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Drugs Aging. 2008;25(9):717-28.

What defines abnormal lung function in older adults with chronic obstructive pulmonary disease?

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  • 1Ohio State University, Columbus, Ohio, USA.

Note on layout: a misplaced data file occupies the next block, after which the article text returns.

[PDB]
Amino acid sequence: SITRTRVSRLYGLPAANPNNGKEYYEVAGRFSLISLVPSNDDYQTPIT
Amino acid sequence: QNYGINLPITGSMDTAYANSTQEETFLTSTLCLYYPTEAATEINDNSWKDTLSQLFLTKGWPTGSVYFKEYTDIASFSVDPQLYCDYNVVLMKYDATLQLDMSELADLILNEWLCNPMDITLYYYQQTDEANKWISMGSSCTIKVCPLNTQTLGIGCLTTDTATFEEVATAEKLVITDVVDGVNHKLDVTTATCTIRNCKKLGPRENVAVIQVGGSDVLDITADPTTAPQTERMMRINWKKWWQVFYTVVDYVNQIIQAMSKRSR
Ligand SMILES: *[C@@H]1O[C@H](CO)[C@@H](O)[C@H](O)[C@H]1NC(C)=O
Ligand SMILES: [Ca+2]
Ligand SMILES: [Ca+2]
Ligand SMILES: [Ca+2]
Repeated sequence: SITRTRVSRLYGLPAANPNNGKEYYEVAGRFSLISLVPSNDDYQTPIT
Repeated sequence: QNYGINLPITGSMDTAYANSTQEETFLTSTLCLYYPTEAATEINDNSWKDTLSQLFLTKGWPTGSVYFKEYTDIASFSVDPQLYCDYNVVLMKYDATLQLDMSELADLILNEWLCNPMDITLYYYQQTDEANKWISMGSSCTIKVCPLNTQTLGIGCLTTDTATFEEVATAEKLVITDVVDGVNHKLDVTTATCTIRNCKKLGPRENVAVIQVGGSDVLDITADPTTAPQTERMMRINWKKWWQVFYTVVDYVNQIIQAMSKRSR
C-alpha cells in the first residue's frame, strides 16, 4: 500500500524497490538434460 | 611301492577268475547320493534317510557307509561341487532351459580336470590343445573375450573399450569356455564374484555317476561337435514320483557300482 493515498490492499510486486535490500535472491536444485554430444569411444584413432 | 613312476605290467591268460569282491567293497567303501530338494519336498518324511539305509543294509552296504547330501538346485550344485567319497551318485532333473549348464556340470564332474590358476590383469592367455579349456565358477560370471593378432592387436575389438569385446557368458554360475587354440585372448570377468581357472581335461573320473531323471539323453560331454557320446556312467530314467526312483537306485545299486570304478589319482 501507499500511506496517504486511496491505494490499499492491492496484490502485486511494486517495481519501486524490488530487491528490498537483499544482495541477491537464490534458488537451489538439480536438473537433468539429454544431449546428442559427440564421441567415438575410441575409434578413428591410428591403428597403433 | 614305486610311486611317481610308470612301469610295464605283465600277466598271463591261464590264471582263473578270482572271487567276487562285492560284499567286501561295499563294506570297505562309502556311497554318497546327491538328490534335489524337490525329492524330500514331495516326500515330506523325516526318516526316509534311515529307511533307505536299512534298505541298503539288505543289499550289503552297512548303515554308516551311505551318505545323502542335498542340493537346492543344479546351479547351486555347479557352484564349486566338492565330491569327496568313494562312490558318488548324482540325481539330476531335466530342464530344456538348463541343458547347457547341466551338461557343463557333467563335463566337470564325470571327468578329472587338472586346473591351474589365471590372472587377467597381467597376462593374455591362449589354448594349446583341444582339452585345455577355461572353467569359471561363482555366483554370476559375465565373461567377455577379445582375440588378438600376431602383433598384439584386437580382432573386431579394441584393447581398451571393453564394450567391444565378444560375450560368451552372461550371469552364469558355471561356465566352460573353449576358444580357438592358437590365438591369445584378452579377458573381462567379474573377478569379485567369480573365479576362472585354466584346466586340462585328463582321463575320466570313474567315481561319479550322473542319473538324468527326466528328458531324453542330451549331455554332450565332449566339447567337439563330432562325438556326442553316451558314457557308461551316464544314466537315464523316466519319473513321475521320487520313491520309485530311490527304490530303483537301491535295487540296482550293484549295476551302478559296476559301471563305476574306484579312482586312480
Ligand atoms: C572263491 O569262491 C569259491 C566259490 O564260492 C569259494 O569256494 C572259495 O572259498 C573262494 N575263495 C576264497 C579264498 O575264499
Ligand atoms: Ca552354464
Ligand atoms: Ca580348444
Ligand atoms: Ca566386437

Chronic obstructive pulmonary disease (COPD) is a very common lung disease most often related to a history of smoking. It becomes more prevalent with increasing age but remains under-diagnosed and under-treated in the elderly population. The Global Initiative for Obstructive Lung Disease (GOLD) programme has been instrumental in providing standard diagnostic criteria as well as recommendations for prevention and management of COPD. GOLD recommendations define COPD as a post-bronchodilator forced expiratory volume in 1 second (FEV(1))/forced vital capacity (FVC) of <70%, with the severity based on the value of FEV(1). This recommendation is different from that of many previous reports that have recommended diagnosing obstruction using the statistically derived lower limit of normal (LLN), which varies for each person according to age, height, ethnicity and gender. While the use of a 70% ratio may be simpler, it may result in under-diagnosis of airflow obstruction in younger people and over-diagnosis in the elderly. This is particularly important as the elderly may be most sensitive to many of the adverse effects of medications used in the treatment of COPD, including corticosteroids and anticholinergic bronchodilators.Most of the studies comparing the LLN and a fixed ratio of 70% have not been performed with post-bronchodilator testing as recommended by GOLD. Generation of post-bronchodilator reference sets and studies comparing the LLN with the post-bronchodilator FEV(1)/FVC ratio of <70% will help resolve this issue. One recent study examined patients admitted to hospitals who had an FEV(1)/FVC ratio of <70% but above the LLN, and found they were at increased risk of death and COPD complications. This would support the use of GOLD criteria. Further studies examining this population are needed.In addition to the uncertainties about what diagnostic criteria should be utilized for diagnosis of airflow obstruction, different organizations make different recommendations on screening spirometry. A conservative recommendation is to perform spirometry in symptomatic individuals. It is important to remember that while COPD is under-diagnosed in the elderly, this group is also at a higher risk of being falsely classified as having airflow obstruction using the 70% ratio recommended by GOLD. This can result in unnecessary use of medications and increased risk of adverse effects to which the elderly are more prone.

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